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CMJ 202: Communication Theory

Welcome to your CMJ 202 research guide! I'm Jen Bonnet, your CMJ librarian. 

Dr. Lily Herakova and I have created this resource to serve as a companion to your course. Throughout this guide, you'll find suggestions for successfully completing assignments, as well as tips and strategies for ways to research topics of interest.

Want help? Don't hesitate to email me at

Below are some tips for getting started in this course.

1. Check out A First Look at Communication Theory, which provides background information on communication theories and their development.

2. Watch the National Communication Association's Concepts in Communication video series to get a good grounding in hot topics in the field of Communication Studies.

3. For your general interest, see these TED playlists on communication and on listening.

4. You will be reading several chapters from Casing Communication Theory. Find a copy on reserve at the Fogler Library main Circulation desk! You can check out books on reserve for up to four hours at a time.

Here are some places to get started with your research.

First, you can use the Fogler database menu to identify online databases where you might find research that addresses your theory. Several databases that are a good place to find relevant articles are:

Use the following online catalogs to find books (or videos, microforms, etc.) on your topic:

    Begin with URSUS, the University of Maine System library catalog, that also includes holdings from the Bangor Public Library, Maine State Library, Maine State Archives, and Maine State Law & Legislative Reference Library.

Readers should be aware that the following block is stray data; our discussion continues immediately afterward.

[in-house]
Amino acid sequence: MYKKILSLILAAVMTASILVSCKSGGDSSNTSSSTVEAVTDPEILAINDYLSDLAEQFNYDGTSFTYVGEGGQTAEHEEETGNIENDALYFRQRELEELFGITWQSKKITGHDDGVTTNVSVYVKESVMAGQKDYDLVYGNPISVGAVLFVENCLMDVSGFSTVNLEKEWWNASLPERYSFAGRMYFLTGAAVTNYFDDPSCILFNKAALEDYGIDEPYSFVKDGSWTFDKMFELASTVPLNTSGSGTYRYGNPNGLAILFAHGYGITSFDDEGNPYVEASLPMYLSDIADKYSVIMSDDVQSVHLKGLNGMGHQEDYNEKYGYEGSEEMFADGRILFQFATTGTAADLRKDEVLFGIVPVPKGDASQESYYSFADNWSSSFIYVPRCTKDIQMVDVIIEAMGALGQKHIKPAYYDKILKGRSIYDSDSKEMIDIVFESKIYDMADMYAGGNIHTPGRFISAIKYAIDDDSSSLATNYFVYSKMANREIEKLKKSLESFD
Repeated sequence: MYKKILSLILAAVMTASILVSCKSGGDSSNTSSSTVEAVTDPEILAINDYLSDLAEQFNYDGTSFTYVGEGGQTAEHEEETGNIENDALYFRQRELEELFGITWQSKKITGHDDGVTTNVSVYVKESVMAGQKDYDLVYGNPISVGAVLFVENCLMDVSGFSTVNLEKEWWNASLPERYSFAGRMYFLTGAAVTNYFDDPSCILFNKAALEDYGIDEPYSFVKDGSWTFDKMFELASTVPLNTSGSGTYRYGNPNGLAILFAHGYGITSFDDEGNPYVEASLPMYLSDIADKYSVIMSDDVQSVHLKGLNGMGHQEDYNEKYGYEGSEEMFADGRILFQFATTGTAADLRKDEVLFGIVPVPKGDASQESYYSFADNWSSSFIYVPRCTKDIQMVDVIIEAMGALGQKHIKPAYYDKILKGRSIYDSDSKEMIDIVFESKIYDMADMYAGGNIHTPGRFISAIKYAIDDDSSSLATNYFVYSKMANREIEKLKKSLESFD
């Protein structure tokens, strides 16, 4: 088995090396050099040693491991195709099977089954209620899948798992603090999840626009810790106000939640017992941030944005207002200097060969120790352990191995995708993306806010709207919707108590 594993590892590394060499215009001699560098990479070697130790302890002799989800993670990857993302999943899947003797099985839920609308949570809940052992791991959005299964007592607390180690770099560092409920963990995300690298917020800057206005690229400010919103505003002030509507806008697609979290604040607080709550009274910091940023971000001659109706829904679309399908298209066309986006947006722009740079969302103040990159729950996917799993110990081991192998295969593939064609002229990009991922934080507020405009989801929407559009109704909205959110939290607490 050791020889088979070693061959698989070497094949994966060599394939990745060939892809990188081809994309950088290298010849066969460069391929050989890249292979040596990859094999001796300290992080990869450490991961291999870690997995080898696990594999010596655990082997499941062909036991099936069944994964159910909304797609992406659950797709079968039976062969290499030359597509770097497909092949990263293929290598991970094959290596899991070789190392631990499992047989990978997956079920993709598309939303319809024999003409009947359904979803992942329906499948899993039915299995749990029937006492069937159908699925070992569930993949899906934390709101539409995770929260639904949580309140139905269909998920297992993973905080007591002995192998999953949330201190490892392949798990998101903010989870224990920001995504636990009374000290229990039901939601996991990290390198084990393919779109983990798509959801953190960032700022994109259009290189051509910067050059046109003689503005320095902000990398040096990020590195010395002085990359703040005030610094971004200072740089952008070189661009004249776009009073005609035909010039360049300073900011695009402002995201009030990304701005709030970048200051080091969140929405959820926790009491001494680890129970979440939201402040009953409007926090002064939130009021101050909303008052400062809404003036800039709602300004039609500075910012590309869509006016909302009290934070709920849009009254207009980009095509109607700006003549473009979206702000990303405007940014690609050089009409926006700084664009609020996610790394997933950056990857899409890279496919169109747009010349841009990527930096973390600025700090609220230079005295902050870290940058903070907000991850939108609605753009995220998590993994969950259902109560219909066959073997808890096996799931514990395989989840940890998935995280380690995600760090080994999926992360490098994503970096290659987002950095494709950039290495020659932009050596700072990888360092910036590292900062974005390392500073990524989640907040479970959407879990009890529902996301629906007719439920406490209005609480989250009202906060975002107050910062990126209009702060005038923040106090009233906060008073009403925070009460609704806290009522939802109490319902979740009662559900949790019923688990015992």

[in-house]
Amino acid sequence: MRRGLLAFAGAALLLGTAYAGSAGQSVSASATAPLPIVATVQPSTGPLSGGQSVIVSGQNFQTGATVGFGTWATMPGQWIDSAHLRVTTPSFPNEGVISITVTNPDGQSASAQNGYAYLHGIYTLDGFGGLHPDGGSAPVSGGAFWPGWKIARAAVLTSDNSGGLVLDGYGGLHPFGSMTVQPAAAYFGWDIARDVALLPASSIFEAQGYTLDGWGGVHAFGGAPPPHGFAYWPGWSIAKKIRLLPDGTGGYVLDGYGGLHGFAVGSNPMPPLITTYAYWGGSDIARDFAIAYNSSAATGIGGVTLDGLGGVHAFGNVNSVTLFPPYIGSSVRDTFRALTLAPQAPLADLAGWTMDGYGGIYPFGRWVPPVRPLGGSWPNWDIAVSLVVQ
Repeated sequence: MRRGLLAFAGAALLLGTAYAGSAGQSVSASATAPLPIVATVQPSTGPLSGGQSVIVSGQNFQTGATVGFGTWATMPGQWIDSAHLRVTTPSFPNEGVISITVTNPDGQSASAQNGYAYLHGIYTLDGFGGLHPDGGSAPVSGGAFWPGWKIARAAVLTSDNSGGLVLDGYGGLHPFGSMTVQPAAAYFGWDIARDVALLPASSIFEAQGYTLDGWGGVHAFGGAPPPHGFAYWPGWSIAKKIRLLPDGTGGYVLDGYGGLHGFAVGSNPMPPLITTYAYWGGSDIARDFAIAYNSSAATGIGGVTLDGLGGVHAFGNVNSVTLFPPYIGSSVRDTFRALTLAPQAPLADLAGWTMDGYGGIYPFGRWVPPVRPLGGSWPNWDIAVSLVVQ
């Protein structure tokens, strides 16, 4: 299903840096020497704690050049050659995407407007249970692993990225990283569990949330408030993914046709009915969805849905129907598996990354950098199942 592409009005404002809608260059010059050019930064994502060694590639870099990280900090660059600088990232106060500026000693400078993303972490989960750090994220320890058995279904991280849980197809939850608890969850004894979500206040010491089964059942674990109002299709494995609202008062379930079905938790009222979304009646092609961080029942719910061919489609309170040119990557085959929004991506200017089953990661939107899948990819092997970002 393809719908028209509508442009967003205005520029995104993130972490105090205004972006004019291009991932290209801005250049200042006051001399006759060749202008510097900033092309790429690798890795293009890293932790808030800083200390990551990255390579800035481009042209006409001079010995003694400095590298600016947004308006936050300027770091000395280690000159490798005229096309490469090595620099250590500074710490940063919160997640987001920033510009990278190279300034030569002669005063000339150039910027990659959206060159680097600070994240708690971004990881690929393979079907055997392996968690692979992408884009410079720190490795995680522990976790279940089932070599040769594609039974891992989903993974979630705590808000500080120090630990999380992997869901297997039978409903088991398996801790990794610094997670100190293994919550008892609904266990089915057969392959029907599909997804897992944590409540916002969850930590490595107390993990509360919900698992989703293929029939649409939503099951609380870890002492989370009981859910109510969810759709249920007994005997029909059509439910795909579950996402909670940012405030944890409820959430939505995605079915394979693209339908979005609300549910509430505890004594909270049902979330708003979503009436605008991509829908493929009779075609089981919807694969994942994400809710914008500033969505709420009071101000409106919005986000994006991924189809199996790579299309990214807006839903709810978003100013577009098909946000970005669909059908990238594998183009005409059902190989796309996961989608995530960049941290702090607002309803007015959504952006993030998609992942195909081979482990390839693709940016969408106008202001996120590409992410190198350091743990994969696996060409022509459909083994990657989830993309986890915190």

• MaineCat
    If you want to broaden your search beyond the University of Maine system, you can search the Maine statewide catalog.
  • WorldCat
    Want to see what else has been written on your topic? WorldCat is a directory of books held in libraries across the country and in many parts of the world.

Strategically navigate Google to find relevant information on your topic!

There are many ways to hack Google, in order to conduct more complex searches and focus your results. In the above example:

  • intitle: refers to any terms you want to ensure are in the title of the web page itself (in this case, that would be "climate change")
  • the quotation marks around climate change hold those words together so that Google searches for that exact phrase (rather than a search that returns the word climate or the word change)
  • ~coast tells the search that you want terms related to the word right after the tilde (~); for coast, this might include terms like coastal, coastline, waterfront, shoreline, and seaside
  • The minus sign in front of Alaska tells the search to exclude Alaska-related terms from your results 
  • tells Google that you only want results from government websites; you can also use specific sites after site:, such as or
  • The date limiter can be found in the Tools section of your Google search (the Tools section is linked directly below and to the right of the search bar)
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